For Costa Mesa real estate buyers and sellers who occasionally track national trends and predictions, last week was a good one…to take the week off! In a week crammed with news that ranged from tragic (Minnesota) to triumphant (America’s superbly art-directed return to space), real estate received scant attention. It mattered little: with so many economic factors bouncing from all-time this to all-time that, expecting stable guidance would have been overly optimistic in any case. A snapshot:
On Friday, Realtor.com Senior Economist George Ratiu offered his analysis of the buying public’s mood, yielding the headline, “Economic Indicators Are Down, but Consumer Confidence is Up.” If that seems to lack consistency, it might be because the consumers aren’t watching economic indicators. Mr. Ratiu noted that the nation’s Gross Domestic Product showed a “deeper decline than originally measured,” and called the worker joblessness situation “painful.” Yet, “amid the uncertainty,” he pointed to a rising consumer confidence index due to the general public’s confidence in “a quick return to normalcy.” He ended the podcast, urging viewers to “stay tuned for next week’s update from the economic scene…”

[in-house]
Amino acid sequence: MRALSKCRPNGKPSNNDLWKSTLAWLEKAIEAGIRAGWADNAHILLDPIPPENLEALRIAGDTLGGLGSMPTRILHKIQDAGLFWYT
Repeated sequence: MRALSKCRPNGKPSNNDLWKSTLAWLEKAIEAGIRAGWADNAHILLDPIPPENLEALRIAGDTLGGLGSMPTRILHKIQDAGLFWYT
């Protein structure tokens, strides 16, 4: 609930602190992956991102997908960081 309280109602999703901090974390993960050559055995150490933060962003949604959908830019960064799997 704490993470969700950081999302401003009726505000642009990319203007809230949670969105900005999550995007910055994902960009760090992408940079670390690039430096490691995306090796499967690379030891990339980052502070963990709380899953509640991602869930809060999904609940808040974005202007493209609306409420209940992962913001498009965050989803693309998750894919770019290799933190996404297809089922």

Meantime, Realtor.com’s Chief Economist Danielle Hale was on the record with a revised 2020 housing market prediction update. It estimated that home sales this year would hit 4,500,000—which may sound like a lot, but is actually down 15%. But wait! She continued with “You may be surprised to see that we expect home prices to eke out a small gain.” The predicted uptick was modest—in the neighborhood of 1.1% through 2020.
The predicted rise would be due to the limited number of homes being offered (“that helps to keep prices up”). But even high prices would reflect an improving deal for buyers due to the expected continuation of bargain-basement mortgage interest rates—which might even be expected “to trend lower.”
And about that 1.1% predicted price rise? Already by the end of the same update, that version of the future was already wavering. More inventory could become available, “so by the end of the year, prices could drift slightly lower.”
Fortunately, Costa Mesa real estate buyers and sellers aren’t dependent upon consistency from the experts—they act according to their own imperatives. When personal circumstances dictate that it’s time to sell or time to buy, people look for a deal that makes the most sense. Helping clients find one that does exactly that is where we come in. Do call!